It's prediction time: what will 2010 bring for journalism? Foliomag, for example, has gathered 115 views from American media people in which Twitter and e-readers get plenty of mentions.
UK, Jon Slattery’s blog has a continuing series in which prominent media types pick the best of 2009 and predict what is to come. In best new media Twitter gets more votes than any other application, and under predictions there is confidence in hyperlocal and divergent views on paywalls – some say they are on the way, others see them as a handy divider between those who impose them (and fail online) and those who don’t (and succeed). UK
Adam Westbrook includes a wealth of new media startups and the growth of entrepreneurial journalism among his top 10 for 2010.
He also dubs it “the year of the hyperlocal” and sees more journalists training other journalists, with journalism students being a key force for innovation in storytelling.
Paywalls, he says, will work for really high quality content, but believes Times content doesn’t warrant a paywall.
For what it’s worth, here are my thoughts:
My prediction for 2010: Journalists and publishers will learn to use Facebook as a marketing and audience-reaching tool as effectively as other industries already are.
My best of new media in 2009: I’ve gone for three applications that have been perfected in the past 12 months: Facebook for giving journalists and publishers the perfect platform to find new readers virally and for drawing them back to our branded websites and print editions; Apture, for making it easy to add multimedia content to any text report; and Qik for making it simple to stream live geotagged video from your phone to your site or blog.
Here are some highlights for me from Jon Slattery’s contributors:
Best new media in 2009
Steve Busfield, head of media and technology for Guardian News and Media
Twitter. A name that annoyed old media world, but had to be embraced as a means of communication.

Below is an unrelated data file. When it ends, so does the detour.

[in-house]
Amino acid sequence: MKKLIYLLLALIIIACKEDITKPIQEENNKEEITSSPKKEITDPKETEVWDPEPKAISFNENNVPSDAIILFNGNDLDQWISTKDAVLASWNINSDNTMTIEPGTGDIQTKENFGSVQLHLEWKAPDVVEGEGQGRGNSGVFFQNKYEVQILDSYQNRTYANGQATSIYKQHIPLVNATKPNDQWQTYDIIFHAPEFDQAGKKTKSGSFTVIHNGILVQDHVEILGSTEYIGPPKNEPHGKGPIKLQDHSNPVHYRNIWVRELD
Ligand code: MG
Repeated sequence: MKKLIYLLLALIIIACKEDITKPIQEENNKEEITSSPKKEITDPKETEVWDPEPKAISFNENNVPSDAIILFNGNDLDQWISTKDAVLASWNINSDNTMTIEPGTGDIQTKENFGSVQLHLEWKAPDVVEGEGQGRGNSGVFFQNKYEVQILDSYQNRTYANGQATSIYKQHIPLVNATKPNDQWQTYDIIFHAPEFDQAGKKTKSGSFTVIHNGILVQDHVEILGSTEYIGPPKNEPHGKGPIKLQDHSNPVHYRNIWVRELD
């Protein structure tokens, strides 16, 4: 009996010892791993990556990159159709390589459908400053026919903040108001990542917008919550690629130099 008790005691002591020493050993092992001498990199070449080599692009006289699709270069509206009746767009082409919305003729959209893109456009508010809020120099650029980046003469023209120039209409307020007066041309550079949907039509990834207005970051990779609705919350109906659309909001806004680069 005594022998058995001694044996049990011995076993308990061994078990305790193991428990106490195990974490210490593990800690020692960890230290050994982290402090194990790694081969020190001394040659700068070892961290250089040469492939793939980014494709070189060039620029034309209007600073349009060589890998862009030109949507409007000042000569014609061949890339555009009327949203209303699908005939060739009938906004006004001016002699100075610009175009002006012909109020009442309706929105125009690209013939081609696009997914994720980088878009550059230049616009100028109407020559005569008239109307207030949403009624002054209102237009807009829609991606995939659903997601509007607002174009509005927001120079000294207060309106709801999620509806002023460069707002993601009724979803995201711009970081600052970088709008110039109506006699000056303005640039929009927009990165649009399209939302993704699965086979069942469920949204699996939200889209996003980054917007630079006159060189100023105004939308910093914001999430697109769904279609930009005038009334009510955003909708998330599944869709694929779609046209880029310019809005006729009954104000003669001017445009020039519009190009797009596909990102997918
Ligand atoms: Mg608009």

Patrick Smith, currently of PaidContent
Spotify is potentially a game-changer for the music biz and I'm a big fan. Also good are Audioboo, a mobile audio-blogging service (you can hear my boos here) and Soundcloud which allows you to store and send massive audio files, which is hugely useful for journalists these days.
Thomson Reuters iPhone app.
HoldtheFrontPage publisher Paul Linford
Twitter – fast becoming the most reliable source of good stories.
Jo Wadsworth, web editor of The Argus,
Help Me Investigate. A great idea, and it’s now beginning to take off and really prove its worth.
Steve Dyson, editor of the Birmingham Mail
Chris Wheal, journalist, editor and trainer
www.nujadm.org.uk- the student work experience project using Wordpress, Twitter, live blogging, youtube and Flickr.
Sam Shepherd, Digital Projects Co-ordinator, at the Bournemouth Echo
A predictable answer, but Twitter (if it still counts as "new", that is!)
Neil Fowler, media consultant and an associate member of Nuffield College, Oxford
Press Gazette columnist Grey Cardigan
Does The Thick Of It count? Sheer brilliance. If not, then the amazing variety of YouTube content.
Predictions for 2010
Digital paywalls for (almost) all old media. Whether they work is the big question.
Newspapers will get smaller, some will close and more and more local websites covering specific areas will sprout up to replace the coverage communities are losing.
More and more regional newspapers refuse to fade away. If the big publishers do decide to close more titles, the best ones will either be picked up by smaller newspaper groups, as the Whitchurch Herald was earlier this year, or bought up by local entrepreneurs content to operate on smaller margins.
Hyperlocal start-ups start to make their staff a real living
That a slow but steady change in the ownership of regional newspapers begins to happen. That regional journalism starts to proudly shout about its exclusive content, and that more and more experiments sprout up to trial charging for this online.
Fewer full-time jobs, more freelance contracts and a deafening white noise of struggling print-only die-hards bemoaning the internet, blogging and Twitter for taking away work that they believe was rightfully theirs.
A widening gap between the newspapers and groups that push the boundaries of what can be done online and those that close down their online content, either behind paywalls or as part of a drive back towards the print product.
A staged swap of some regional newspapers to force the government's hand over ownership regulation (I said the same last year - but it's got to happen soon!).
More of a hope than a prediction: that local newspapers might return to local ownership, with sensible margins, a sensible cost base, sensible management and sensible resources. The game isn't up yet if we can prise the odd failing title out of the hands of the greedy mega-groups.